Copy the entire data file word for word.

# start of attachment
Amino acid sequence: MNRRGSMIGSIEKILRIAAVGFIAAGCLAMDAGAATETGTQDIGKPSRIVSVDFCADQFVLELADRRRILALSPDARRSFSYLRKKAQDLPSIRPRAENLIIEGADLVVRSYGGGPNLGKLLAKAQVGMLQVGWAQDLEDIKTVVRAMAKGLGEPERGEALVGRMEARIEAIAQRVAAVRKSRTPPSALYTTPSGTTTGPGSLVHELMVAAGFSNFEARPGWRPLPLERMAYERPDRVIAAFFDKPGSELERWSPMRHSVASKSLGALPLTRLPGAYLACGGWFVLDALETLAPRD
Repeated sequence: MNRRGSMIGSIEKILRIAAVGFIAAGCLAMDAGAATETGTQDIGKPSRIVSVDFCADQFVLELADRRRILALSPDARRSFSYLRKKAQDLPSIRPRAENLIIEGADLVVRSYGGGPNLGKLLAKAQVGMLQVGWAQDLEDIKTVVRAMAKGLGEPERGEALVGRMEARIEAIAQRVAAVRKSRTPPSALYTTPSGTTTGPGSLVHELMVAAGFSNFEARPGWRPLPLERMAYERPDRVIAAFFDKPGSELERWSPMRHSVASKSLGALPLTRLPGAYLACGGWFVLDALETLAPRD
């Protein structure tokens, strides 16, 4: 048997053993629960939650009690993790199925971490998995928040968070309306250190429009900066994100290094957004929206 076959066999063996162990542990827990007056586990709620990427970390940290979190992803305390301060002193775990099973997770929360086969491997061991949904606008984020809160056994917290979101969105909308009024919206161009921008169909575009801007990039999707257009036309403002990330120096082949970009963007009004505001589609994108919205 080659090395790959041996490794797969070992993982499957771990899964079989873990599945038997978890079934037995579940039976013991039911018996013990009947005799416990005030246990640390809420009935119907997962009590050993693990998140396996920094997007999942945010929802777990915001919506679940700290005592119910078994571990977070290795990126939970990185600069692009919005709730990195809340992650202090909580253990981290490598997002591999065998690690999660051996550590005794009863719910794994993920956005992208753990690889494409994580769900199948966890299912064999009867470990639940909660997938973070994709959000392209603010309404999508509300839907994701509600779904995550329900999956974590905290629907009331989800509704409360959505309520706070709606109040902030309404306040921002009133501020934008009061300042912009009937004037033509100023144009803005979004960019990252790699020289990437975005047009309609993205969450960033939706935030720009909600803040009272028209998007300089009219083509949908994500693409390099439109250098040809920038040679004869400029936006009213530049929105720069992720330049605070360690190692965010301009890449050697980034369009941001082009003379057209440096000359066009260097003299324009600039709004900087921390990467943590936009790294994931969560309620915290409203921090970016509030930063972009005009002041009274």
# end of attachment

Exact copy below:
Amino acid sequence: MNRRGSMIGSIEKILRIAAVGFIAAGCLAMDAGAATETGTQDIGKPSRIVSVDFCADQFVLELADRRRILALSPDARRSFSYLRKKAQDLPSIRPRAENLIIEGADLVVRSYGGGPNLGKLLAKAQVGMLQVGWAQDLEDIKTVVRAMAKGLGEPERGEALVGRMEARIEAIAQRVAAVRKSRTPPSALYTTPSGTTTGPGSLVHELMVAAGFSNFEARPGWRPLPLERMAYERPDRVIAAFFDKPGSELERWSPMRHSVASKSLGALPLTRLPGAYLACGGWFVLDALETLAPRD
Repeated sequence: MNRRGSMIGSIEKILRIAAVGFIAAGCLAMDAGAATETGTQDIGKPSRIVSVDFCADQFVLELADRRRILALSPDARRSFSYLRKKAQDLPSIRPRAENLIIEGADLVVRSYGGGPNLGKLLAKAQVGMLQVGWAQDLEDIKTVVRAMAKGLGEPERGEALVGRMEARIEAIAQRVAAVRKSRTPPSALYTTPSGTTTGPGSLVHELMVAAGFSNFEARPGWRPLPLERMAYERPDRVIAAFFDKPGSELERWSPMRHSVASKSLGALPLTRLPGAYLACGGWFVLDALETLAPRD
């Protein structure tokens, strides 16, 4: 048997053993629960939650009690993790199925971490998995928040968070309306250190429009900066994100290094957004929206 076959066999063996162990542990827990007056586990709620990427970390940290979190992803305390301060002193775990099973997770929360086969491997061991949904606008984020809160056994917290979101969105909308009024919206161009921008169909575009801007990039999707257009036309403002990330120096082949970009963007009004505001589609994108919205 080659090395790959041996490794797969070992993982499957771990899964079989873990599945038997978890079934037995579940039976013991039911018996013990009947005799416990005030246990640390809420009935119907997962009590050993693990998140396996920094997007999942945010929802777990915001919506679940700290005592119910078994571990977070290795990126939970990185600069692009919005709730990195809340992650202090909580253990981290490598997002591999065998690690999660051996550590005794009863719910794994993920956005992208753990690889494409994580769900199948966890299912064999009867470990639940909660997938973070994709959000392209603010309404999508509300839907994701509600779904995550329900999956974590905290629907009331989800509704409360959505309520706070709606109040902030309404306040921002009133501020934008009061300042912009009937004037033509100023144009803005979004960019990252790699020289990437975005047009309609993205969450960033939706935030720009909600803040009272028209998007300089009219083509949908994500693409390099439109250098040809920038040679004869400029936006009213530049929105720069992720330049605070360690190692965010301009890449050697980034369009941001082009003379057209440096000359066009260097003299324009600039709004900087921390990467943590936009790294994931969560309620915290409203921090970016509030930063972009005009002041009274």